Souced from New Atlas
If sea levels keep rising over the coming decades, where does that leave buildings located in coastal cities like New York City? This is a question addressed by NYC-based firm DFA with its conceptual design for a cluster of flood-resistant residential high-rises in Manhattan.
DFA's development would comprise 19 towers situated on Manhattan's existing Pier 40. The firm used an algorithm to calculate which of the pier's structural piles would be suitable to support the towers and this data informed their layout.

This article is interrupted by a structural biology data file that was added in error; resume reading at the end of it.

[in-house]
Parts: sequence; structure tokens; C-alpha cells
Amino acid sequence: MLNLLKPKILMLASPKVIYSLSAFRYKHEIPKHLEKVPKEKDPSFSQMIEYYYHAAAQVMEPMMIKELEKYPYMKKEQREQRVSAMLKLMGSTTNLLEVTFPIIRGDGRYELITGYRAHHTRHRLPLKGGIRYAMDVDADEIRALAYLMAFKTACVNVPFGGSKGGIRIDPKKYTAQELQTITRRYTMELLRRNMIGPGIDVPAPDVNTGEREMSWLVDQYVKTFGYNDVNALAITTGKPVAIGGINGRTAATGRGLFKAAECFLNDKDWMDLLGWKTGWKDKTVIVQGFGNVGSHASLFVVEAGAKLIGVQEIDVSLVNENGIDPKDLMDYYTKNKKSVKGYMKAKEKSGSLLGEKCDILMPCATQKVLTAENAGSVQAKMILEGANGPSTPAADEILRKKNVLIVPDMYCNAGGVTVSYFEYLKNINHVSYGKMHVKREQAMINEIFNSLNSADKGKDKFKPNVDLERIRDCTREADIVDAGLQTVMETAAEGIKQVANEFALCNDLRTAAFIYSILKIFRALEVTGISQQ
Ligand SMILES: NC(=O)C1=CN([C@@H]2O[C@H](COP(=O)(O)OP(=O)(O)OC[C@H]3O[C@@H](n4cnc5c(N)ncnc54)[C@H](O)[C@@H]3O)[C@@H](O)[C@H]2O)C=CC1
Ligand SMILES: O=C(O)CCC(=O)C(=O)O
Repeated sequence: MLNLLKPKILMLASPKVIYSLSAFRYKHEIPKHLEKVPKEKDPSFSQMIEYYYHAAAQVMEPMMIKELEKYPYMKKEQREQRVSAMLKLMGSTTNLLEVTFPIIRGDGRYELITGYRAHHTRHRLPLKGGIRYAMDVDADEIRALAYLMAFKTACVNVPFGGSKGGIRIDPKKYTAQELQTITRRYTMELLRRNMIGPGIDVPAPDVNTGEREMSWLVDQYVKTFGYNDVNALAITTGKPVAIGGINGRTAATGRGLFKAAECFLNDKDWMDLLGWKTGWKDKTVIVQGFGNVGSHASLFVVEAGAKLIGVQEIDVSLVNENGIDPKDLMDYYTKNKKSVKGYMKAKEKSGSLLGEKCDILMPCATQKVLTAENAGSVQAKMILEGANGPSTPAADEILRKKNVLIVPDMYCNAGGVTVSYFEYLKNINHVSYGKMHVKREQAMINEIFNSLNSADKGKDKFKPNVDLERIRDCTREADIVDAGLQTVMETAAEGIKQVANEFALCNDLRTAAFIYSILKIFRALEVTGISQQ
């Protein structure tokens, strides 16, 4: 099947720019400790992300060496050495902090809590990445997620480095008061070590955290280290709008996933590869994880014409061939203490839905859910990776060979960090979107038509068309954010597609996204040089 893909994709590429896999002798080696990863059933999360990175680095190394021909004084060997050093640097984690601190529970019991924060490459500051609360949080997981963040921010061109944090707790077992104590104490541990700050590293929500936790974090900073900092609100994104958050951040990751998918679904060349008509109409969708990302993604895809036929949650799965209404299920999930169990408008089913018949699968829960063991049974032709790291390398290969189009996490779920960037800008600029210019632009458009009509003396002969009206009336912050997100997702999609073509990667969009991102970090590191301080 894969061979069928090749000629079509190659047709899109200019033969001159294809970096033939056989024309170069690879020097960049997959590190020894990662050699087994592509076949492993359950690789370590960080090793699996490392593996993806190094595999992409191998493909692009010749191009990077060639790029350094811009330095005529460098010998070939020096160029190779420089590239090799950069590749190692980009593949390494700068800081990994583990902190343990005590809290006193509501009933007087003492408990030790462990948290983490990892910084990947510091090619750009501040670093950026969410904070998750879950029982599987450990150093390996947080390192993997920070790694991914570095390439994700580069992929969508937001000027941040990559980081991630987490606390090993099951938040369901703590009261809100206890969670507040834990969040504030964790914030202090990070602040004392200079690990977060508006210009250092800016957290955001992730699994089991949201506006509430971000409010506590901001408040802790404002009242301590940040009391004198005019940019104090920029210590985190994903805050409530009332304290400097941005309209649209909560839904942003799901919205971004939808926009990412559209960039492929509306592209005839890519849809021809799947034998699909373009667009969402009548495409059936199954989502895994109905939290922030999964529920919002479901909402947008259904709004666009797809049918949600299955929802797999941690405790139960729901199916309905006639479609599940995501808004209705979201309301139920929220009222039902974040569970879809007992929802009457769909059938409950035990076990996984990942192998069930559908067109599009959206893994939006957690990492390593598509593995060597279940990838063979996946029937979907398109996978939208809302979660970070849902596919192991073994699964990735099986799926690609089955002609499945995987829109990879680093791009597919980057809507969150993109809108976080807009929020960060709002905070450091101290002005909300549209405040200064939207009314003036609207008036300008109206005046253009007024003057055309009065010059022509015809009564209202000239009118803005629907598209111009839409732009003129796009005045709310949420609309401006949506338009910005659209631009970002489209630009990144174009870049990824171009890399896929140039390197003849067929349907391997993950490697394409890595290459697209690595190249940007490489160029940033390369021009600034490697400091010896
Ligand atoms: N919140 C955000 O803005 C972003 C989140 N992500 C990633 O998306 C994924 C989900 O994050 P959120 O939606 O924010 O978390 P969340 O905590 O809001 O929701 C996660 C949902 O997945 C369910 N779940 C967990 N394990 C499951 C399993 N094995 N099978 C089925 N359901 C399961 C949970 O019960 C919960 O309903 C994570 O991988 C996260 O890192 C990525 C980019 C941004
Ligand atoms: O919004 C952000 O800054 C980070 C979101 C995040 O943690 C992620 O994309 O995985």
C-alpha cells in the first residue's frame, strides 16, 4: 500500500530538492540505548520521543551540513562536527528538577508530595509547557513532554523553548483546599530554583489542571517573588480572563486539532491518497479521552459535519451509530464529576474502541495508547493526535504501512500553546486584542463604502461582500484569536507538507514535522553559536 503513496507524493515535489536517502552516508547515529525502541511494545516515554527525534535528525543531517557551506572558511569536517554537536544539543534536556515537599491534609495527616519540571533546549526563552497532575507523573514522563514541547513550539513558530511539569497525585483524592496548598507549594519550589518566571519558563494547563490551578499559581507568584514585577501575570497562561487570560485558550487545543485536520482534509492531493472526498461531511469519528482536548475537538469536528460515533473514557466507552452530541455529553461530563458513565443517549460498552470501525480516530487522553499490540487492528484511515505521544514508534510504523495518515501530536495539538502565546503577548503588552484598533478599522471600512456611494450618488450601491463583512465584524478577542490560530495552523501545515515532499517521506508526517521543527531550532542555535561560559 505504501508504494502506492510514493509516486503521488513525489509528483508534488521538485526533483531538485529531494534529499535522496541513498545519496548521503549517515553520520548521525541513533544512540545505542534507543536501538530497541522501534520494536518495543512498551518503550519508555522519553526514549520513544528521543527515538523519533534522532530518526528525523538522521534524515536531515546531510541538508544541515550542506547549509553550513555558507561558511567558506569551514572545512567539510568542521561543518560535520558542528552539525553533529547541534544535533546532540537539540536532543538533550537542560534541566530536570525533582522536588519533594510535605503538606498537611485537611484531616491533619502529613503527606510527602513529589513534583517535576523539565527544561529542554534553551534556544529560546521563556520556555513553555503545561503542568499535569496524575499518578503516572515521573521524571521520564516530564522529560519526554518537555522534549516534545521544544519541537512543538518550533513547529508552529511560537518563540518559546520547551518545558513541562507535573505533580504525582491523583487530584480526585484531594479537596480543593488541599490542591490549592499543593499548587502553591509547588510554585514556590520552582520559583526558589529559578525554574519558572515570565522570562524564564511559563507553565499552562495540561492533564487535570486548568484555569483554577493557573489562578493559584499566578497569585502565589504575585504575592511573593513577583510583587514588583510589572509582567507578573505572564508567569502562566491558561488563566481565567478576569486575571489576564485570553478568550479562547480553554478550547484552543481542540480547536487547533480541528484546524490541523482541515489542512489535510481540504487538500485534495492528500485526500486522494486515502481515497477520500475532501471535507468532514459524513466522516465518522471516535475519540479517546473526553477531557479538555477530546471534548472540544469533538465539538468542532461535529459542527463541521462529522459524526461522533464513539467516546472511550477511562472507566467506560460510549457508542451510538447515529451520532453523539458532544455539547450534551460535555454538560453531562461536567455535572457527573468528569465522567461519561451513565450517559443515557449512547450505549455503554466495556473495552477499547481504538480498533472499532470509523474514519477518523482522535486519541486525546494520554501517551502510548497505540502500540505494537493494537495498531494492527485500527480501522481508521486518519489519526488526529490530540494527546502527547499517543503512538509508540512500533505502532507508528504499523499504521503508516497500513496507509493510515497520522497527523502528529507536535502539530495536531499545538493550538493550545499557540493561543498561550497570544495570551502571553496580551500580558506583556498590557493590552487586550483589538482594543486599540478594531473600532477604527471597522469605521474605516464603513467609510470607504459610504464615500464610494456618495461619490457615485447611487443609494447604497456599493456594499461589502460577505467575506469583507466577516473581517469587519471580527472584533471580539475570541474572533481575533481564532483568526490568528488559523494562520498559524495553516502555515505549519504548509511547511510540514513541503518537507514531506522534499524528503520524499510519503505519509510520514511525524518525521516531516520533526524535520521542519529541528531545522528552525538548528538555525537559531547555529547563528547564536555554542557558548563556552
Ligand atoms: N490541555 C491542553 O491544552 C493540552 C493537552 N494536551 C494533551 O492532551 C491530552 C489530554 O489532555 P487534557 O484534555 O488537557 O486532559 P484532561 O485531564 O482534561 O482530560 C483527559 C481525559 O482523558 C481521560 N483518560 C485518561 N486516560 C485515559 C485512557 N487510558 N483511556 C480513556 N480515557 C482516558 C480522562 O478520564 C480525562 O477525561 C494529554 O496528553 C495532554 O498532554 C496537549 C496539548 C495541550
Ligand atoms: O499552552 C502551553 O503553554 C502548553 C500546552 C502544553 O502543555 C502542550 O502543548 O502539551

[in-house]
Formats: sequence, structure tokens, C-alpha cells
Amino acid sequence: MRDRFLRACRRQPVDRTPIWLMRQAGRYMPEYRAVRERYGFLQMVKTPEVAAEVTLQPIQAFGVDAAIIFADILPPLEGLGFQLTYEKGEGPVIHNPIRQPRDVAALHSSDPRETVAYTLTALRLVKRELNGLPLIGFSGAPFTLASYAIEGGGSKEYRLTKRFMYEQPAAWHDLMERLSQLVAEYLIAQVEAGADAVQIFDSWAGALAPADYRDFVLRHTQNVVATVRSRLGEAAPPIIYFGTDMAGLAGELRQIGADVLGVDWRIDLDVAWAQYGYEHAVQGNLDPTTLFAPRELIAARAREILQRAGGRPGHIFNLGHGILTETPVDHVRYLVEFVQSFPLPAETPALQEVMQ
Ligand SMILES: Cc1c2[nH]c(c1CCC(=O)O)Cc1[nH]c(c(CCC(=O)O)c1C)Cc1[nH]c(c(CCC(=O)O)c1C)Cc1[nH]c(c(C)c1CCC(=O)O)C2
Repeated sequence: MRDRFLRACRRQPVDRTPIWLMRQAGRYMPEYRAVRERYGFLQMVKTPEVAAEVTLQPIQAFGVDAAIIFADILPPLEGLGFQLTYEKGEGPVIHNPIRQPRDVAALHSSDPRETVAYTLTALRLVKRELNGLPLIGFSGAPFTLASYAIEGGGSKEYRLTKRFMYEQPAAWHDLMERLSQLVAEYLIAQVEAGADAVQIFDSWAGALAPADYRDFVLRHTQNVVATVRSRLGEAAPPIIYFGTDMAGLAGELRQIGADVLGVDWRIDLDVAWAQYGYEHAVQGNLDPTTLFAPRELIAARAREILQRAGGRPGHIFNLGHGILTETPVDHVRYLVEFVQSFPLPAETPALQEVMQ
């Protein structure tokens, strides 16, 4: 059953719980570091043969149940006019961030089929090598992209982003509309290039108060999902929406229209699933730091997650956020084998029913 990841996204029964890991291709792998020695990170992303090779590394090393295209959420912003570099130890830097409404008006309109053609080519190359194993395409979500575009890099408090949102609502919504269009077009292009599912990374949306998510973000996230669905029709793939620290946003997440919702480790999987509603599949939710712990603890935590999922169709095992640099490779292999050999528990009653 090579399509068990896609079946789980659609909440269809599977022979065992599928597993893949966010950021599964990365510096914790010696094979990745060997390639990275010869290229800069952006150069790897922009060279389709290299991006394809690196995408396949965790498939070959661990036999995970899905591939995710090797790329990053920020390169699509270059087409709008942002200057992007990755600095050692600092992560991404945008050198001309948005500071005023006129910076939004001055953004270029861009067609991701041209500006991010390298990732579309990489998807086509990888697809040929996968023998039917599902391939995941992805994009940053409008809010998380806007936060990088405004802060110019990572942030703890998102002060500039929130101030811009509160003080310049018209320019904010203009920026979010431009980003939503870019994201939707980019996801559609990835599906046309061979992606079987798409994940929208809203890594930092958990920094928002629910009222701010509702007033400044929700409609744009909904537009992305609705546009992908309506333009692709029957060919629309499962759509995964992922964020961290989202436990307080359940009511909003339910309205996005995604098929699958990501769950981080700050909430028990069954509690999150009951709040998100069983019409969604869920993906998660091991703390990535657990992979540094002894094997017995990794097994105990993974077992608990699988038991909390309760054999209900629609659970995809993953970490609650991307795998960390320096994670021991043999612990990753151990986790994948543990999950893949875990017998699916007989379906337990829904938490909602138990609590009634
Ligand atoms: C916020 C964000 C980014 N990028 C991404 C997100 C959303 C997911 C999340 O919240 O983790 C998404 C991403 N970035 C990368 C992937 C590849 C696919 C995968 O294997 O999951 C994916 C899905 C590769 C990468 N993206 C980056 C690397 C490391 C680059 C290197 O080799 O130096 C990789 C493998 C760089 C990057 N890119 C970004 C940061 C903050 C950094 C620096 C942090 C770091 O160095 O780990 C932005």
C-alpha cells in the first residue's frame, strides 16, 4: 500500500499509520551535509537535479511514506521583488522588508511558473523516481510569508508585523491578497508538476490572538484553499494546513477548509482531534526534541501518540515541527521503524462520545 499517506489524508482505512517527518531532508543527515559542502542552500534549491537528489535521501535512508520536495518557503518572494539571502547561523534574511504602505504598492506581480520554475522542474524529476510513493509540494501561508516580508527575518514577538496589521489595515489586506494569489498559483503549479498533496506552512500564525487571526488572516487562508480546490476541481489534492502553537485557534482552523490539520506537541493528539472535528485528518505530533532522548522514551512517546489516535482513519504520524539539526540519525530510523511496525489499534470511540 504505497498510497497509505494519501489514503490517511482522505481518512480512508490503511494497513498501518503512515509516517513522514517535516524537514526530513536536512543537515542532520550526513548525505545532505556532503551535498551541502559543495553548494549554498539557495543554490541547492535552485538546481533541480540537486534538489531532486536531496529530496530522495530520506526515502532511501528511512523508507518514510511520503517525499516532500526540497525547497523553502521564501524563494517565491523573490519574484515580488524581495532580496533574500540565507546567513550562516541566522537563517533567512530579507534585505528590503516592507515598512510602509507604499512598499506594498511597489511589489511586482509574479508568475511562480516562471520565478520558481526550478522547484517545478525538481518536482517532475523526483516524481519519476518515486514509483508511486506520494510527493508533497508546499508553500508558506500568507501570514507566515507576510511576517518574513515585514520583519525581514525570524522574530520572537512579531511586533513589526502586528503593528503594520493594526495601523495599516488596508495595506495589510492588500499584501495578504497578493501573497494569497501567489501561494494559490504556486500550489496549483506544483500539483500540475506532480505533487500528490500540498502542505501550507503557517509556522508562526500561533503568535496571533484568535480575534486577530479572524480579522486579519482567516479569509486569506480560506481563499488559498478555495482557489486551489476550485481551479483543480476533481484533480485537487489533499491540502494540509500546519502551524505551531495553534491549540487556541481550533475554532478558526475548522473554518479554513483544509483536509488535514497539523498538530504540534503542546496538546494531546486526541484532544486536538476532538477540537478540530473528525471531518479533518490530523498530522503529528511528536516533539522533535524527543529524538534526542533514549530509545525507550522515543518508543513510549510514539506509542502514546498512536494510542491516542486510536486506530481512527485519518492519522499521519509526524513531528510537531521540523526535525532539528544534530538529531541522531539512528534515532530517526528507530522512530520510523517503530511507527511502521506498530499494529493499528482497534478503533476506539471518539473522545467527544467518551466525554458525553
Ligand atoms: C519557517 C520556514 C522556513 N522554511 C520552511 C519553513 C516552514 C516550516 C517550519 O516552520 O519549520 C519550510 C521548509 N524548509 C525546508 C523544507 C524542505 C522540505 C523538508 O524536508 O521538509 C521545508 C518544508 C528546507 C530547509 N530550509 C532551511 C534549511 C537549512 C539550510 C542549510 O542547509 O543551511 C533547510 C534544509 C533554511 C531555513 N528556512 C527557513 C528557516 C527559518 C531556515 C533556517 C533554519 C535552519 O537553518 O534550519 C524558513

Working from the assumption that future rises in sea levels will inevitably flood the area, the idea is that the towers would still remain accessible. The lobbies of the towers would be used until the waters rose too high, then residents would make use of observation terraces located above the lobbies to enter the towers. An undulating deck would ensure easy access and the landscaping would also take flooding into account.
Existing elevator shafts would still be used after flooding. We'd hope that the project would take structural issues into consideration, such as protecting the towers against salt water, though the proposal makes no mention of such things.